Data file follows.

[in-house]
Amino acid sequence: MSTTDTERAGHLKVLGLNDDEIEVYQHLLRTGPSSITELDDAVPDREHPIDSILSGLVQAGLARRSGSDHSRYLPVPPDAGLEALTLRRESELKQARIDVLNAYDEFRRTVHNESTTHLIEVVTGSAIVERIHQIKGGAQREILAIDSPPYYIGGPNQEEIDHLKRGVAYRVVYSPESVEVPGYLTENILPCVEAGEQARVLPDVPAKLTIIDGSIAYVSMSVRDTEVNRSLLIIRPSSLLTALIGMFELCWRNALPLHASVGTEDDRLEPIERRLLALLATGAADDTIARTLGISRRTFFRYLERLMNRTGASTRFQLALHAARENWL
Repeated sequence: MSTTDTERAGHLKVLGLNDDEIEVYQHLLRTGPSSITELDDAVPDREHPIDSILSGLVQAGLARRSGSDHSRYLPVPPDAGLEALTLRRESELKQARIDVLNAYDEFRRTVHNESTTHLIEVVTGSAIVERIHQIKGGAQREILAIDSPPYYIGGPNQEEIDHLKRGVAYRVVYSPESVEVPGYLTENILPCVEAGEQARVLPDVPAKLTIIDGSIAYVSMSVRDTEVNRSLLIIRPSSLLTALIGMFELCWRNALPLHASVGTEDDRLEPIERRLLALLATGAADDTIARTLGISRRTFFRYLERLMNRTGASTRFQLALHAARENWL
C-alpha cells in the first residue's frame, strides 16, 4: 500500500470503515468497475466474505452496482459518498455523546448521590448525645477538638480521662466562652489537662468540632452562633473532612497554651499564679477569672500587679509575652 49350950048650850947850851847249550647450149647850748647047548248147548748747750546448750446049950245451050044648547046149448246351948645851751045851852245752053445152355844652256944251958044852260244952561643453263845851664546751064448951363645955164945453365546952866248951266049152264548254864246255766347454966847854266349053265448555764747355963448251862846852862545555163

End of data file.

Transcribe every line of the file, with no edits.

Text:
[in-house]
Amino acid sequence: MSTTDTERAGHLKVLGLNDDEIEVYQHLLRTGPSSITELDDAVPDREHPIDSILSGLVQAGLARRSGSDHSRYLPVPPDAGLEALTLRRESELKQARIDVLNAYDEFRRTVHNESTTHLIEVVTGSAIVERIHQIKGGAQREILAIDSPPYYIGGPNQEEIDHLKRGVAYRVVYSPESVEVPGYLTENILPCVEAGEQARVLPDVPAKLTIIDGSIAYVSMSVRDTEVNRSLLIIRPSSLLTALIGMFELCWRNALPLHASVGTEDDRLEPIERRLLALLATGAADDTIARTLGISRRTFFRYLERLMNRTGASTRFQLALHAARENWL
Repeated sequence: MSTTDTERAGHLKVLGLNDDEIEVYQHLLRTGPSSITELDDAVPDREHPIDSILSGLVQAGLARRSGSDHSRYLPVPPDAGLEALTLRRESELKQARIDVLNAYDEFRRTVHNESTTHLIEVVTGSAIVERIHQIKGGAQREILAIDSPPYYIGGPNQEEIDHLKRGVAYRVVYSPESVEVPGYLTENILPCVEAGEQARVLPDVPAKLTIIDGSIAYVSMSVRDTEVNRSLLIIRPSSLLTALIGMFELCWRNALPLHASVGTEDDRLEPIERRLLALLATGAADDTIARTLGISRRTFFRYLERLMNRTGASTRFQLALHAARENWL
C-alpha cells in the first residue's frame, strides 16, 4: 500500500470503515468497475466474505452496482459518498455523546448521590448525645477538638480521662466562652489537662468540632452562633473532612497554651499564679477569672500587679509575652 49350950048650850947850851847249550647450149647850748647047548248147548748747750546448750446049950245451050044648547046149448246351948645851751045851852245752053445152355844652256944251958044852260244952561643453263845851664546751064448951363645955164945453365546952866248951266049152264548254864246255766347454966847854266349053265448555764747355963448251862846852862545555163